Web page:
The Castle displays a wonderful example of the architectonic evolution of a medieval fortification into a Renaissance manor. The medieval phase coincides with the stronghold (the rocchetta), the oldest fortified nucleus, whereas the Renaissance phase coincides with the marquis’ palace.
The stronghold is the nuclear matrix of the whole complex. It coincides the most ancient phase of the foundation of the castle and in particular to the XIII century phase realized by the Council of Modena. The excavations have brought to light most visibly the foundations of the pebble walls, witha a moat dividing the castle from the medieval hamlet, lying where now we find the inner park. The rocchetta comprises the clock tower, the courtyard, the guard house and the south-east tower.
The small courtyard, inside the stronghold, connects the clock tower to the south-east tower. It is surrounded by an external wall with swallow-tailed battlements. The courtyard is also the entrance to the Castle’s Museum and welcomes visitors with sounds and voices from the medieval village.
The Clock Tower
More than 30 meters tall, the tower is the keep of the Castle. It is the tallest and most robust tower, used for the extreme defense of the stronghold. The present structure belongs to the XV century, during the Pio lordship. The Pios were one of the most important aristocratic dynasties of Po valley during the both the medieval and Renaissance eras. The tower houses a section of the Museum.
The Clock Bell
Positioned on the last floor of the tower, since 1524 the bell is coupled with the great clock. The clock-face was painted, but in 1936 it was replaced by another machinery with a glass face. At present the machinery is completely visible, even though it has been replaced by an electronic system.
The Guard House
The guard house is a connective architectural space between the stronghold and the marquis palace. The latter was built during the latest phase of ruling of the Pios of Savoia.
The guard house is a strategic post to defend the entrance. Here the drawbridges were lifted and the captain of the guard and his soldiers would protect the people and the land.
The South-East Tower
The south-east tower is part of the stronghold. Built in the XIV century, the upper part started to be rebuilt in 1951, after being cut off in the mid sixteen hundreds. The tower’s ground floor was used as a prison for centuries.
It houses the archaeological investigation section of the Museum. Here you can see how the dig uncovered the original village, St. Bartholomew’s church and the medieval burial ground. On the last floor of the tower, you can appreciate the view and try to imagine what the landscape looked like to the medieval people, thanks to the “virtual windows” of the Museum. They show the ancient maps of the land, kept in the historical archive.
The Marquis’ Palace
The palace relates to the phase in which the castle turns from a fortification into a stately palace. The medieval hamlet is progressively dismantled to make room for a spatious garden overlooked by the palace. It was the old and noble Pio dynasty who realised this transformation. Having served in the military under the Duke Ludovico of Savoia, against the Duke of Milan Francesco Sforza, the Pios could boast the title “of Savoia“, from the middle of the XV century.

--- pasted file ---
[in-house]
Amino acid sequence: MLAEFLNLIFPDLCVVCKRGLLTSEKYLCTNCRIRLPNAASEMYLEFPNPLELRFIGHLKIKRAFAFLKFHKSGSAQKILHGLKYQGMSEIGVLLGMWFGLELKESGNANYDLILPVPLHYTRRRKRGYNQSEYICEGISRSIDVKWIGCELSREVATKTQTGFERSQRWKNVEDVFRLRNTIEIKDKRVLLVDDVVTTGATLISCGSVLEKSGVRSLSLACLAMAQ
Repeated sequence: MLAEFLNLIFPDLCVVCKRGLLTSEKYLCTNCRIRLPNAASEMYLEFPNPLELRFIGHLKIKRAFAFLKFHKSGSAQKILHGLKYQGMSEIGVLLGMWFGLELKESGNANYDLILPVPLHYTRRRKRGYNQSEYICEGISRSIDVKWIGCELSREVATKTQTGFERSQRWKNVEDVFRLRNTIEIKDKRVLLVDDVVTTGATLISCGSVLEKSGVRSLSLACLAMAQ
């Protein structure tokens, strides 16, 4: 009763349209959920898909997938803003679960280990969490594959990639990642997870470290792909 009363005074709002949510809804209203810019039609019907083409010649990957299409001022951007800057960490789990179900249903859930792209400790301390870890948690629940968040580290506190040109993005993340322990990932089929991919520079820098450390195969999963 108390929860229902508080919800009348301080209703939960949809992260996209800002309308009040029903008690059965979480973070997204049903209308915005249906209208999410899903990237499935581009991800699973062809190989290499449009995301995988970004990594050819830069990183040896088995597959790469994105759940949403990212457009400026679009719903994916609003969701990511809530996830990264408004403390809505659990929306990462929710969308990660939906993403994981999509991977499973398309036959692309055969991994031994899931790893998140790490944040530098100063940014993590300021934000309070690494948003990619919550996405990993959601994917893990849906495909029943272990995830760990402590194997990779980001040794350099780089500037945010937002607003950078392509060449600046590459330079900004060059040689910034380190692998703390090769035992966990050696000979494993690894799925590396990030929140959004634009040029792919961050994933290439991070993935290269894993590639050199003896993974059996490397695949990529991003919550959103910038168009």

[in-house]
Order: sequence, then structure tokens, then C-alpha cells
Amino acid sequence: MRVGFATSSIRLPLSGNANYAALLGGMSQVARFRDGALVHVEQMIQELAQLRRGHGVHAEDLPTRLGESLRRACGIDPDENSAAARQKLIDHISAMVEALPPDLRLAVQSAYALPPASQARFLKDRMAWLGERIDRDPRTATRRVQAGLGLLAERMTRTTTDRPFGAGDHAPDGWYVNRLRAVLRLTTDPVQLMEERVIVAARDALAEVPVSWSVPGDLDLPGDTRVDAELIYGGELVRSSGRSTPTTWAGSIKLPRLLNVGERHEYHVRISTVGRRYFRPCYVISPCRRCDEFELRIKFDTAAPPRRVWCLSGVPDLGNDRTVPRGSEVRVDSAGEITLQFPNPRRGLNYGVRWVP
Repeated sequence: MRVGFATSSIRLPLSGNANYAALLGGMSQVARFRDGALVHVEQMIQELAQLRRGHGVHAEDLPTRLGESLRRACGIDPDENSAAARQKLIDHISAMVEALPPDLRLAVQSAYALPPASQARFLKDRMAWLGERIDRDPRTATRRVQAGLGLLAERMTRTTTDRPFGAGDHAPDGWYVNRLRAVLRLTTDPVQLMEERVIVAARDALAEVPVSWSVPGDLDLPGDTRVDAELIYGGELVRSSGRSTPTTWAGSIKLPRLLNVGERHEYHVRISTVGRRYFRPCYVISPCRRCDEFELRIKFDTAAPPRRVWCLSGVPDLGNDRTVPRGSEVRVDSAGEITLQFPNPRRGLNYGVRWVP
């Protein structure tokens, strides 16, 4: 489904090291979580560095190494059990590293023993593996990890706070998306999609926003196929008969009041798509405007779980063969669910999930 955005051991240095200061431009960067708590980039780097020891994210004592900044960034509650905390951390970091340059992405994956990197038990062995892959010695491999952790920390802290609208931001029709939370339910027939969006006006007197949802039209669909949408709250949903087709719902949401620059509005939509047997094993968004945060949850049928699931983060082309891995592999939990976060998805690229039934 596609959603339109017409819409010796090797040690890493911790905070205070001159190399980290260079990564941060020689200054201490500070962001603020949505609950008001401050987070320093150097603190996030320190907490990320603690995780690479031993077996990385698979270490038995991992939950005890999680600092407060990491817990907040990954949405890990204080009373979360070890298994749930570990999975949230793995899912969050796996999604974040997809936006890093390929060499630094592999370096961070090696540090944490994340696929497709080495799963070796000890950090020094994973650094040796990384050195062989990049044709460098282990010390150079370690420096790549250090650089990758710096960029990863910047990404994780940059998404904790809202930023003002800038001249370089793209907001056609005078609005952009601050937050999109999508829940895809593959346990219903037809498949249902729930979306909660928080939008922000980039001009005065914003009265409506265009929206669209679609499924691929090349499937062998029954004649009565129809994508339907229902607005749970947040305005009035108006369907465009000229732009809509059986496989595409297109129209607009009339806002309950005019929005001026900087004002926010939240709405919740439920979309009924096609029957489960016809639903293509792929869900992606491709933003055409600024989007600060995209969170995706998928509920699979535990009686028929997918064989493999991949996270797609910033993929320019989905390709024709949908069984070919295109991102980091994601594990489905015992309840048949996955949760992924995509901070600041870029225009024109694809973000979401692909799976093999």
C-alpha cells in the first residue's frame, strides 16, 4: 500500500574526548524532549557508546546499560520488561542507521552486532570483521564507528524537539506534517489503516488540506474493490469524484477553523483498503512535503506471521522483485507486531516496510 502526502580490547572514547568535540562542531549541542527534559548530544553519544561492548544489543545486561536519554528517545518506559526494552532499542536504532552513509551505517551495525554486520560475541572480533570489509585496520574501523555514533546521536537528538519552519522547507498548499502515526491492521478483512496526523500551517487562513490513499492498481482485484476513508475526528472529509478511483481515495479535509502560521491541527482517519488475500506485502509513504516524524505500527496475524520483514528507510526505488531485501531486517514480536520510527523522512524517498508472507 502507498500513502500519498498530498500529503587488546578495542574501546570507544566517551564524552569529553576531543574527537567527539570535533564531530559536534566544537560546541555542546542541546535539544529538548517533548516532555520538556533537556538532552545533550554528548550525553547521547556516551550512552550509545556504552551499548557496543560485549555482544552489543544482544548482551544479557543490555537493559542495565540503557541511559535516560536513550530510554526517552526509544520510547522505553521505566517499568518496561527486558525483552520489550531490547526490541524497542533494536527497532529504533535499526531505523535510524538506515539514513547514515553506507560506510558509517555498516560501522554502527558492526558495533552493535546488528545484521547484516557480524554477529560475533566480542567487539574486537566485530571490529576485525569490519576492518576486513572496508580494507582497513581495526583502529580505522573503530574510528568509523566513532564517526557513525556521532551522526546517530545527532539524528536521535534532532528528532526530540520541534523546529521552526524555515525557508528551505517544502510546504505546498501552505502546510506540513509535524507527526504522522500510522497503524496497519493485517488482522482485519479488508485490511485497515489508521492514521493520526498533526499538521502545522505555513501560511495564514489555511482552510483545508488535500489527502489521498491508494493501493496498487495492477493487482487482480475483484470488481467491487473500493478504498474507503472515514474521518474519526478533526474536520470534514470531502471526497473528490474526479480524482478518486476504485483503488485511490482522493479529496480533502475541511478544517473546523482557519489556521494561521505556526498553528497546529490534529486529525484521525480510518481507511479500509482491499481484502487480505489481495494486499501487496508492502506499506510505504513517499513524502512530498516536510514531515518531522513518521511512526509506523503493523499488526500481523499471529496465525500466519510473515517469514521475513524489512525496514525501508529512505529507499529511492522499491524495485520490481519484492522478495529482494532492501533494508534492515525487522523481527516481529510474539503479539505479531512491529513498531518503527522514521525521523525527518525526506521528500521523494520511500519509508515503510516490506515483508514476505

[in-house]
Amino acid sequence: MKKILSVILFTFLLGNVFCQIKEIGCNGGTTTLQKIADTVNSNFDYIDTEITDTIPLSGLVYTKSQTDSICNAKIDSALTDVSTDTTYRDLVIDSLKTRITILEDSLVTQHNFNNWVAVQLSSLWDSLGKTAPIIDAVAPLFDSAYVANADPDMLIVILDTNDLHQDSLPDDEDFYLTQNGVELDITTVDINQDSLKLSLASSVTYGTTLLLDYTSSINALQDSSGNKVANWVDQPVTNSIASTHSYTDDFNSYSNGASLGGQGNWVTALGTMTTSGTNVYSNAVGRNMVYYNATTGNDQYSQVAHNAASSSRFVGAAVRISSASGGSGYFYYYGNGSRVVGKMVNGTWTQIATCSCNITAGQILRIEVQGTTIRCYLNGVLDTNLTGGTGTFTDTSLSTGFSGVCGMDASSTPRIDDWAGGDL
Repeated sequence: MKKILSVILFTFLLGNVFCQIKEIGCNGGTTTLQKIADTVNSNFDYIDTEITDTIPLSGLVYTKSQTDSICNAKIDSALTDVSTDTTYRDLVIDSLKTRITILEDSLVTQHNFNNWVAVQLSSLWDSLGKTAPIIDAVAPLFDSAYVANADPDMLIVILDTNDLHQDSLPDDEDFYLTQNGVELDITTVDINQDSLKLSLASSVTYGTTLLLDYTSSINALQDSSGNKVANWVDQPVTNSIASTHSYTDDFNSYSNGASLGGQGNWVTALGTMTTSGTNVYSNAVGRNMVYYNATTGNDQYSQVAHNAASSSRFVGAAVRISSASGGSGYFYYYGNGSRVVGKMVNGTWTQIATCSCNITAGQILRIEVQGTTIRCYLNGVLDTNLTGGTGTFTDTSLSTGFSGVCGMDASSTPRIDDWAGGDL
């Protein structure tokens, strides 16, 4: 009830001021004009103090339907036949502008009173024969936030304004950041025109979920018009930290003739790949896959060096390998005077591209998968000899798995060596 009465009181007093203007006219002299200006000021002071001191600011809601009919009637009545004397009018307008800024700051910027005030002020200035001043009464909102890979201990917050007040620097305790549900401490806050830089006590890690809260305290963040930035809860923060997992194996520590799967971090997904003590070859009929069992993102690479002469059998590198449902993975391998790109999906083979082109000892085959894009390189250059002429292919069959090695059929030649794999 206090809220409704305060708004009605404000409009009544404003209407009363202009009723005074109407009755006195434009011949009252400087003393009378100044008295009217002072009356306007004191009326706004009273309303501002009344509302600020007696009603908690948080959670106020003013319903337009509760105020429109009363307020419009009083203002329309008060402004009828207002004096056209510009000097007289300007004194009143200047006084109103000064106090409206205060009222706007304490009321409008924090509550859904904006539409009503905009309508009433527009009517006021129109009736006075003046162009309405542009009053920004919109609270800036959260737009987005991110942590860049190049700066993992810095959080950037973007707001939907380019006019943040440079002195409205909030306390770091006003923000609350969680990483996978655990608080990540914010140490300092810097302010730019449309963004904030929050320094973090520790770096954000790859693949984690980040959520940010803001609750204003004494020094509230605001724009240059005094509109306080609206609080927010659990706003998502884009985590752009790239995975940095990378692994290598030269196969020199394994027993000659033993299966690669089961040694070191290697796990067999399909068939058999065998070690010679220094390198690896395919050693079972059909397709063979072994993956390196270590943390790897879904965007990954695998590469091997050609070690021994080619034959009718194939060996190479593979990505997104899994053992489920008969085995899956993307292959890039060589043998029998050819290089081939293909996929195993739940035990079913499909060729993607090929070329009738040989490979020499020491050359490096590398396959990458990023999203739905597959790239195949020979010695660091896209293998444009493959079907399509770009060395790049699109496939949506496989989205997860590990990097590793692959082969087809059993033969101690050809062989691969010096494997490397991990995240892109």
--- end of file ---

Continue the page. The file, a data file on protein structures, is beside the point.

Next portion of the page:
The Pios bestowed the present structure to the complex: they finished the surrounding polygonal walls with angular turrets and an imposing tower over the entrance. The rocchetta was built upon the foundations of the XIII to XIV centuries castle, including a tower, a house of guard, and the ravelins (the specific buildings that contain the drawbridge’s mechanisms).
It is defined “marquis’ palace” because in 1648 the palace was appointed to the vassals of the Duke of Este, the Marquises Calcagnini.
Presently, the palace houses the places used by the community: the Council chamber, the hall used for weddings and cultural meetings, the Museum’s reception and Tourist Centre. Finally the restaurant with winebar, where you can taste the typical local food and wine.
The sacred image of Our Lady of the Stronghold is kept in the great loggia on the palace’s first floor. This XV century fresco is of an unknown author, and it could easily belong to the hamlet’s church within the walls. The renovation revealed traces of wall decorations in various locations of the palace. The castle was in fact extensively coloured and decorated in sparkling and vivid hues in a typical medieval fashion.
The North-East Tower
The tower has undergone many transformations. The walls testify it. It was built on a previous XIV century tower. Below the flooring, archaeologists have discovered an underground room, whose entrance is still visible. Legend has it that this was a secret passage for escaping beyond the walls when in danger, although scientific enquiries have not confirmed this hypothesis. It is more likely that the room was used to store food supplies and of other kind.
You will find a XVIII century room with paintings and fine decorations on the first floor. This was the marquises’ bedroom. The Calcagninis owned the Castle from the XVII century to 1946, when the heirs handed it over to the Municipality of Formigine.